The piece I have chosen deals heavily with the gender roles among the Latin culture. Written by Vicki L. Ruiz in 1998 and published in the United States, her work goes into the psychological and political attributes that affect the wellbeing and comfort of Latina women. Vicki’s work centers around Latina women immigrated from Mexico and their families, specifically, the raising of their children in modern oppressed society. We are introduced to a very different perspective, not quite like any we have seen in other modern-day American families. Ultimately, we see the day-to-day conflict of raising a family in a completely different culture, language, and society.
Imagine leaving everything you know, abandoning all you have built, and waving goodbye to the only family you’ve ever known. Imagine the heartbreaking thought that you may never see any of it again. Imagine the loss of the most delicious foods, the mouthwatering smells only to become a memory. Imagine listening to certain songs and knowing you won’t hear the instruments dance that way again. Imagine hearing one language your entire life and being able to comfortably let words flow from your tongue to not being able to ask for water anymore. Imagine holidays much smaller and much harder. Imagine birthdays preferred to be forgotten. Imagine being unable to bury the loved ones who grew alongside you. Imagine starting over, because without doing so there would be nothing else for you besides despair.
Now imagine building your own family. Building everything from the ground up again, kissing the heads of your spouse and children because they’re all you know. Imagine knowing it’s finally safe and you can send your children to school knowing you’ll see them again. Imagine the new recipes you’ve come to learn, the smells giving you a new warmth and satisfaction. Imagine hearing new music and dancing to it with a new grace. Imagine learning a second language and growing more confident in it and now you become bilingual. Imagine holidays becoming all the more cherished and personal. Imagine birthdays becoming bigger celebrations of a better life. Imagine living freely. Imagine starting over, because there was no other choice, but you find peace in that.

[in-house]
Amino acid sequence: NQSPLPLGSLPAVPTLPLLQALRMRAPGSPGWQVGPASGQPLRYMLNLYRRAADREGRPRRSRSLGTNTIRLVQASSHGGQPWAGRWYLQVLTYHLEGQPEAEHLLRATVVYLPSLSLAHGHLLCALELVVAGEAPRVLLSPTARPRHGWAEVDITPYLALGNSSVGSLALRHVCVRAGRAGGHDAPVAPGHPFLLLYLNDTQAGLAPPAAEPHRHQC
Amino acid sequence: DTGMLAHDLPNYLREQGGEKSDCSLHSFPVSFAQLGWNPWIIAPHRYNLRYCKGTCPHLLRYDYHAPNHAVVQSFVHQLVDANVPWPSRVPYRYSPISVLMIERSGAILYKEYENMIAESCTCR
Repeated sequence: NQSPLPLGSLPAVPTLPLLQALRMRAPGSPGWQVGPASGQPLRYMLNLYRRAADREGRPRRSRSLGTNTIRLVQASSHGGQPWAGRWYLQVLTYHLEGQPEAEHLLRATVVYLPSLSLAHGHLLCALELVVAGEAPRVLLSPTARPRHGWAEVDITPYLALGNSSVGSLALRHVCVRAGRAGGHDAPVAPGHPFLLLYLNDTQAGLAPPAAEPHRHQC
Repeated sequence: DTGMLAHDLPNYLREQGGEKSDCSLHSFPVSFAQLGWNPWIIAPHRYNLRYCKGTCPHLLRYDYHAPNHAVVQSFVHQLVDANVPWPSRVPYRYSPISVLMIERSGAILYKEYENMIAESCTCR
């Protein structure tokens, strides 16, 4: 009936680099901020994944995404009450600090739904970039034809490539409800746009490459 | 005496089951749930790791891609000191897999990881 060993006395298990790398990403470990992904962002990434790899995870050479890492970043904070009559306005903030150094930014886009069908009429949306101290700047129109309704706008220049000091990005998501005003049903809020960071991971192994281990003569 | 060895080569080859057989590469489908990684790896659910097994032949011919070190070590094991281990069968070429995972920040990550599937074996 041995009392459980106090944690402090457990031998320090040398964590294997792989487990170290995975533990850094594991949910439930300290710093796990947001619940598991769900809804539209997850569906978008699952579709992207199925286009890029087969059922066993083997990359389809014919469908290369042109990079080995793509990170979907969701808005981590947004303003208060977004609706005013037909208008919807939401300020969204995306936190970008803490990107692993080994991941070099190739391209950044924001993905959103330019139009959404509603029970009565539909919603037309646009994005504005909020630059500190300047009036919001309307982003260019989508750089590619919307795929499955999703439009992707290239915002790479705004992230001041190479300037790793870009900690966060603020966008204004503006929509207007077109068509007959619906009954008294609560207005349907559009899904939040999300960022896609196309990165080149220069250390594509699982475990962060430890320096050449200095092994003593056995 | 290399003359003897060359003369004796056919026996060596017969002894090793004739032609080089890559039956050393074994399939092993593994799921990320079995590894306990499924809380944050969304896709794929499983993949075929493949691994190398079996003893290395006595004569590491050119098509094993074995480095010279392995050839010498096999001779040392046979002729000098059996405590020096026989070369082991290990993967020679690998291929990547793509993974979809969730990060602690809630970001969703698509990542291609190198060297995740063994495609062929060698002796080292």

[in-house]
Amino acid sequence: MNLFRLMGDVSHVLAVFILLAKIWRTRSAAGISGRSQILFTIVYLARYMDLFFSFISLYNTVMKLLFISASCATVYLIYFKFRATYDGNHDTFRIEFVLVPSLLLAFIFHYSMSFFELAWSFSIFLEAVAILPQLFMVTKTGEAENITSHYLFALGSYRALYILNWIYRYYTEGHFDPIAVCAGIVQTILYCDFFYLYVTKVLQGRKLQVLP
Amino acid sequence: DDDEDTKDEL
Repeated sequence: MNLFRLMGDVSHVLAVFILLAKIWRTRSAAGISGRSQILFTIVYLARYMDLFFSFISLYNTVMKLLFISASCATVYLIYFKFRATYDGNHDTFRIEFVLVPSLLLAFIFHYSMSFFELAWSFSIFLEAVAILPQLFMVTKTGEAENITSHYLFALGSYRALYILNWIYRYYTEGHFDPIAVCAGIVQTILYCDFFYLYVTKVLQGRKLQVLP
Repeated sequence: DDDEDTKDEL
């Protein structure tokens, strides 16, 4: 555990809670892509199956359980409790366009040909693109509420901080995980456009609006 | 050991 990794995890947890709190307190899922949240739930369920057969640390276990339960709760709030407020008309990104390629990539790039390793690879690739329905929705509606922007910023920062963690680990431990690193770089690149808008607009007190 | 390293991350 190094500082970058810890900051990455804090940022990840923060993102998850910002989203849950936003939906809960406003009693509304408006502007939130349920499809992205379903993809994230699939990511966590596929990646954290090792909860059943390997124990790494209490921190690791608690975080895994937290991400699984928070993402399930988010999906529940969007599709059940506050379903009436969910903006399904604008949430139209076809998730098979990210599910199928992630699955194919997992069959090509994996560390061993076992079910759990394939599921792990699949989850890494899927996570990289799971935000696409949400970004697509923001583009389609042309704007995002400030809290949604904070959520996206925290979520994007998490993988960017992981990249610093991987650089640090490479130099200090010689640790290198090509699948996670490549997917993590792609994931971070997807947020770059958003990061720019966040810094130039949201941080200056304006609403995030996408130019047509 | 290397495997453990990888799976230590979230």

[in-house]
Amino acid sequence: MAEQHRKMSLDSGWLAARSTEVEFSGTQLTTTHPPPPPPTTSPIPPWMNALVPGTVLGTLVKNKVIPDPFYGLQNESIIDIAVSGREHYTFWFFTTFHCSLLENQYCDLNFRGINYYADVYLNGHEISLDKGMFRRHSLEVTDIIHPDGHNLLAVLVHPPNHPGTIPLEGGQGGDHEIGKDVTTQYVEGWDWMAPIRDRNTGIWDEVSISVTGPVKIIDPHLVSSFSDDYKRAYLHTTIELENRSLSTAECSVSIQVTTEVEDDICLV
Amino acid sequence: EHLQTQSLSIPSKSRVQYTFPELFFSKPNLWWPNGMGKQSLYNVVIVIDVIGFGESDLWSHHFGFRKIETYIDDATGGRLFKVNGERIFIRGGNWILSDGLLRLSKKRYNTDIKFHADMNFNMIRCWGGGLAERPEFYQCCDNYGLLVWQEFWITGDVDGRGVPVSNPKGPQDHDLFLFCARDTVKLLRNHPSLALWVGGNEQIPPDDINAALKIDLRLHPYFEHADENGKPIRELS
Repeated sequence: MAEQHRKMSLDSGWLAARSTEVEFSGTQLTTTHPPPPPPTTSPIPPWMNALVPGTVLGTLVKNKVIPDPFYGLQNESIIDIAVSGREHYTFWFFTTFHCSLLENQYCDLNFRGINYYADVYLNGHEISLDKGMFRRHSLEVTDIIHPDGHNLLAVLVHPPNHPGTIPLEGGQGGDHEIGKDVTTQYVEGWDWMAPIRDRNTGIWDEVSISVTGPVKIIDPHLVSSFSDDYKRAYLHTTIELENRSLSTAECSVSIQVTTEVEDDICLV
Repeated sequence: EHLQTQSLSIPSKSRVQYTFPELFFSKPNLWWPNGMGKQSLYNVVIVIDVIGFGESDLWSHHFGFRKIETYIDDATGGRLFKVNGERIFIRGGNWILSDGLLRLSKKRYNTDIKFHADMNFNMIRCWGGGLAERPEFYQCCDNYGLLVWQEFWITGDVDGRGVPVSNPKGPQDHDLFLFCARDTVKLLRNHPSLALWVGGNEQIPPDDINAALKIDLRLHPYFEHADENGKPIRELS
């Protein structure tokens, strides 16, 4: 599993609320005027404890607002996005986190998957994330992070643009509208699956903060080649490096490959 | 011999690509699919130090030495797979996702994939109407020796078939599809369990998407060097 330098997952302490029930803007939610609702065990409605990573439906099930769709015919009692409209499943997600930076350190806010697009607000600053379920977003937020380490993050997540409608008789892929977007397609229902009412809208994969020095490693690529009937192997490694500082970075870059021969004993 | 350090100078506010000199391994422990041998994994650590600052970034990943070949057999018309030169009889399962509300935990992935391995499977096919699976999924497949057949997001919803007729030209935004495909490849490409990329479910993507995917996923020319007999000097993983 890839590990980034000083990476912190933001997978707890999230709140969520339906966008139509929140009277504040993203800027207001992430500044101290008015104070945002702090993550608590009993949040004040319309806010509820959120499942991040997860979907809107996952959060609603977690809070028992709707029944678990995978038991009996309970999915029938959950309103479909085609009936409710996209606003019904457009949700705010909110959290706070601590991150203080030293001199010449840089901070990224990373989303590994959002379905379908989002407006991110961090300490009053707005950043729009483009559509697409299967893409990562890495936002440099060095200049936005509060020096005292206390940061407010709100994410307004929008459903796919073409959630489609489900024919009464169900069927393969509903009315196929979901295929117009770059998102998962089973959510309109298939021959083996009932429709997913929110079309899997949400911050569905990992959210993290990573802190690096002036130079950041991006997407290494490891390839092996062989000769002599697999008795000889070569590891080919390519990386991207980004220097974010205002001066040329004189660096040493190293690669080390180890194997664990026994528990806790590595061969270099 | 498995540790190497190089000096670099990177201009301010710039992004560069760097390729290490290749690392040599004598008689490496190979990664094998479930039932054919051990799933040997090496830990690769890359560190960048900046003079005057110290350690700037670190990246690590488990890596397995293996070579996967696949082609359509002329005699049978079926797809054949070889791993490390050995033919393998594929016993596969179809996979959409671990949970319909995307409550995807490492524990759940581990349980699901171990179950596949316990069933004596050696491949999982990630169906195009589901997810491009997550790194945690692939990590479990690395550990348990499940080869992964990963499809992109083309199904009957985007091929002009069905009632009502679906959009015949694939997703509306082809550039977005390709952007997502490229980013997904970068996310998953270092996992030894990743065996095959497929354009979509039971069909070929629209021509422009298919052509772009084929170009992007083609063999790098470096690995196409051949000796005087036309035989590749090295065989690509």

To magnify the severity of this journey, imagine being a woman and being told you have to handle and raise a family according to the standards of the new world you walked into. Despite all you’ve been through, the weight of the world only grows heavier on your shoulders.
Vicki L. Ruiz takes us on those emotional and very real experiences, all while experiencing the oppression of Americanizing immigrants. Is it necessary? Can it be avoided? What emotional distress comes with this journey, and more importantly who is it truly helping? The need to control modern American culture is toxic alone, yet in order to find peace, it is evident Latina women in these situations prefer to blend in, in order to be overlooked and left alone.
From Out of the Shadows : Mexican Women in Twentieth-Century America
As a child Elsa Chávez confronted a “moral” dilemma. She wanted desperately to enjoy the playground equipment close to her home in El Paso’s Segundo Barrio. The tempting slide, swings, and jungle gym seemed to call her name. However, her mother would not let her near the best playground (and for many years the only playground) in the barrio. Even a local priest warned Elsa and her friends that playing there was a sin—the playground was located within the yard of the Rose Gregory Houchen Settlement, a Methodist community center.